A safe Africa benefits all of Europe
“Safety and development are interdependent and follow the same track. By investing in Africa the EU is promoting safety in Europe, and this work needs countries such as Finland,” says Koen Vervaeke, Managing Director for Africa at the European External Action Service.
Vervaeke spoke at a seminar organised by the Ministry for Foreign Affairs and the International Crisis Group (ICG), an international peace negotiator, which dealt with the background of violent extremist groups and the reasons for radicalisation in Africa.
The Sahel region suffers from drought, climate change and poverty, as well as the ensuing radicalisation and violent extremism. Extremist movements have had a devastating impact on development in many African countries. Boko Haram operating out of Nigeria and several armed groups active in Mali have forced thousands of people to leave their homes and made the region increasingly unstable.
“The Sahel region is extremely fragile. What it needs are jobs, equality and development that engages all people. The EU is very active in questions concerning safety, since events and incidents in Africa have an immediate impact on Europe. Many problems are difficult to tackle, because their root causes are myriad,” says Vervaeke.
The EU aims to help the Sahel region resolve its worsening problems resulting from population growth, environmental load, extreme poverty, social and economic inequality, internal tensions, undeveloped social and economic infrastructures, and a lack of food. These factors also underlie the displacement of people, criminal activities, radicalisation and violent extremism, as well as illegal migration, human trafficking and the smuggling of migrants.
The EU’s Emergency Trust Fund is used especially to support the employment of women and young people. The focus is on vocational education and on launching small businesses. People returning to their communities receive education and training, while communities are supported through basic services such as food security, health care, education and social security.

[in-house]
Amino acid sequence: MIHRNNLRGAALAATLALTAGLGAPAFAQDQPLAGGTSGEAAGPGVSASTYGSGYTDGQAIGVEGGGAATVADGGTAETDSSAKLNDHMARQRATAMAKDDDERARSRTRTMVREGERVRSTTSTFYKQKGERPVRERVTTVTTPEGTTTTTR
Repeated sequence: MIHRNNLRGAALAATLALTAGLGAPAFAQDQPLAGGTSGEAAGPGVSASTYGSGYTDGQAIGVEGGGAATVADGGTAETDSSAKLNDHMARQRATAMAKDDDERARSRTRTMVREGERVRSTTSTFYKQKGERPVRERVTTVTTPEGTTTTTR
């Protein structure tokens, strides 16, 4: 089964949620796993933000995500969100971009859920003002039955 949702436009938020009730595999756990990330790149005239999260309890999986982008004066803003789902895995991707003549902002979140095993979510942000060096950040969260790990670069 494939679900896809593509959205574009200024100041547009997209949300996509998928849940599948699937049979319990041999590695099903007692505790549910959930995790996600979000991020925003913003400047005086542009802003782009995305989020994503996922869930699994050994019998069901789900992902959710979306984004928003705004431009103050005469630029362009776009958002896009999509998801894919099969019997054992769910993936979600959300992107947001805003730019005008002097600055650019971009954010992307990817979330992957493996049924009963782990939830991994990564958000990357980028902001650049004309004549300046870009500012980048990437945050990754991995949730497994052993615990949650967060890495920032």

Partnership in economic and safety issues
According to Vervaeke, Africa and Europe must jointly work on issues concerning politics, the economy, safety and migration. Many African countries are assuming more and more responsibility for their own safety.
“Africa offers huge opportunities for Europe, as long as we deal with the threats in the region and democracy gains ground there. Job creation is of major importance. Not only do young people need work, but Africa needs investment and structural change, which is already under way. Many African countries are leaping straight into the digital era, with digitalisation generating an increasing share of the African GNP,” Vervaeke points out.
“The Sahel region is anxious to see the EU take action. Matters have generally been approached from the perspective of safety, and development has been sidelined,” explains Kirsi Henriksson, Head of the EU civilian crisis management mission in Niger. “The international community wants to guarantee its own safety, which is understandable. The key question, however, is how to prevent radicalisation.”
The International Crisis Group (ICG) is an internationally recognised independent organisation that works in conflict prevention and management. ICG’s field-work based analyses, policy recommendations, free distribution of information and high-level lobbying have a direct and indirect influence on conflict prevention, conflict resolution and post-conflict management.
ICG annually produces some 90 reports and surveys, as well as 12 editions of the Crisis Watch bulletin, which features analyses of the most urgent conflicts and their status.
Finland has supported the organisation by EUR 1.25 million in 2013–2016.
Links to ICG’s latest reports:
Nigeria: Women and the Boko Haram Insurgency: https://www.crisisgroup.org/africa/west-africa/nigeria/nigeria-women-and-boko-haram-insurgency